|A purely chance encounter! From L to R: 'Trucker Bob', 'Bush Whacker' and his wife Lynn, John 'JK' Keatley and Sandra 'Navigator' Friend|
"Key West or Bust" - Day 109
Imagine you're walking through a town you've never visited before and where nobody that you know lives. What are your chances of running into a friend? What about two friends? Three? How about four?
Today, as I was tramping through the historic town of Oviedo, northeast of Orlando, FL., I ran into five people who I call friends. The odds of a Florida blizzard were probably greater, or of a sink hole opening up under my feet. Heck, there was a better chance of being struck by a low-flying pig, right?
Not when you're on the Florida Trail and the people you meet are Trail People.
Consider this. Normal people live in a three-dimensional world. They might be found just about anywhere. Not so for trail people. They tend to live in one dimension - that long crooked line called 'The Trail'. Rarely are they far from it, and when they gather, that's where they're likely to gather.
The town of Oviedo is a Florida Trail town. And in Oviedo the Town House Restaurant is one of the most popular hiker stops. The back patio of the Town House is on the trail. It was a balmy sunny afternoon when, unknown to me, these five friends had arranged to have a late lunch at the Town House and had congregated in the patio after lunch ... just as I came walking by.
Five familiar faces in an unfamiliar place. Wow! The meeting place is an expected one -- a hiker gathering place. Only the co-incidence of our timing defies the odds. They might have lingered on the patio for fifteen minutes at most before heading home. Needless to say that time got extended. We had a wonderful half hour of conversation and exchanged photos. What a memorable trail moment!
The part of the trail that Oviedo sits on is also part of the Cross Seminole Trail, so named because it crosses Seminole County roughly from NW to SE. It's a paved bike trail which is an ambitious county project. In places they have built spectacular footbridges over busy highways.
In places it leaves the urban blight and passes into the woods.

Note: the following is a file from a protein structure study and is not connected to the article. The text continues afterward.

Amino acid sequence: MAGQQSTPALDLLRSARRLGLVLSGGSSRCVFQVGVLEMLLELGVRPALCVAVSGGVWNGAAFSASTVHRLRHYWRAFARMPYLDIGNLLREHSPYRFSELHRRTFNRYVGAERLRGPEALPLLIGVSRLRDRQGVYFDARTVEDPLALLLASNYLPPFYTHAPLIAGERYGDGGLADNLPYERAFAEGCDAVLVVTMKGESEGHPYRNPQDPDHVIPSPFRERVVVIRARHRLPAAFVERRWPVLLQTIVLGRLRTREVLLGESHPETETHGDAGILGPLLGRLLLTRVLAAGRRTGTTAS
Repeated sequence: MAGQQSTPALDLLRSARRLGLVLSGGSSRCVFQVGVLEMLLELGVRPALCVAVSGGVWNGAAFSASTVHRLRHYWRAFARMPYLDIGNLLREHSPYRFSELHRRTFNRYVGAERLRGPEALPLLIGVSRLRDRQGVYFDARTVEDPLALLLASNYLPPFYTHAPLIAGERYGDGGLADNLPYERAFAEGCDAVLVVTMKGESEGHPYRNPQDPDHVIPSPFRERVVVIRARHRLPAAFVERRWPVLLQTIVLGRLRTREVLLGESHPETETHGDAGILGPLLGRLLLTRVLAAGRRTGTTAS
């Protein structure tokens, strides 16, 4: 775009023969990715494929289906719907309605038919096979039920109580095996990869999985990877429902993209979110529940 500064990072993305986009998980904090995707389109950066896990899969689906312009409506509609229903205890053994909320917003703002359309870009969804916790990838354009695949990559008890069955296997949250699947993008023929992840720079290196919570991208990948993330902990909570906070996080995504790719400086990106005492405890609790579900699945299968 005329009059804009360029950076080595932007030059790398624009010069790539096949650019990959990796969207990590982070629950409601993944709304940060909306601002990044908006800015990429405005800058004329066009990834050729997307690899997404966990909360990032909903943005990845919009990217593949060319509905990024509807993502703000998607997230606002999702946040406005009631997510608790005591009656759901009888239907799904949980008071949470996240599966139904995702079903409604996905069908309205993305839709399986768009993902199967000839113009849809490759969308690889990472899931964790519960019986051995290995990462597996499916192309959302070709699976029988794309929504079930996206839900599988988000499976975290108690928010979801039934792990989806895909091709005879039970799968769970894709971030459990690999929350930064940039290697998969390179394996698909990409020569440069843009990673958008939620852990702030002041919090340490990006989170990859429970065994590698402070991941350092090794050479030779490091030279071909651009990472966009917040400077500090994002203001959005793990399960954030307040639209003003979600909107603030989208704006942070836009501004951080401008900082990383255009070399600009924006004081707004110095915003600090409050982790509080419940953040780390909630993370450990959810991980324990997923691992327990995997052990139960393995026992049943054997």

It crosses wetlands on dedicated bridges, some of which are old railroad trestles
And in yet other places it had created stark beauty from ordinary power line easements.
But the trail is not complete. In other places it's more of a route than a trail. It uses existing sidewalks and crosses some busy multi-lane roads at traffic lights. It's a work in progress.
Alongside the trail I finally got the 'proof' that fall comes in spring here in central Florida. The red maple (acer rubrum) grows as far north as Newfoundland and Manitoba, Canada. There it produces brilliant displays of fall color as it loses its leaves in September or October. Then the sap starts running in February and it flowers and produces winged seeds before leafing out in April. Here in Florida it holds onto those leaves until it blooms. Here's a close up of a branch in full fall color with blooming flowers at the same time.
In other news of the plant world, I passed landscaped backyards where what I recognize as house plants and purely tropical vegetation is growing unchecked. Philodendrons were most common. Landscapers use cut-leaf tree philodendrons liberally, and the variegated heart-leaf vines were running wild up the trees.
I even saw a banana clump bearing fruit.
Slightly off the trail I took the time to visit the site of 'The Senator' - the former biggest Bald Cypress, that was burned out by a drug-addict vandal in 2012. There's still a big tree there in Big Tree Park - it's nearby Lady Liberty with a trunk ten feet across.
The Senator itself has been cloned and a young offshoot grows in the park playground area.
Oviedo is near the southern end of the Cross Seminole Trail. From there southbound the Florida Trail heads into the whimsically named Little Big Econ State Forest (it's named for the two branches of the Econlockhatchee River, both of which pass through the Forest). Conditions in Little Big Econ came up in the conversation behind the Town House Restaurant - and the news wasn't good. More about that in my next report.
Here's the map of today's bike trail walk, with links to more photos.
The Cross Seminole Trail at EveryTrail
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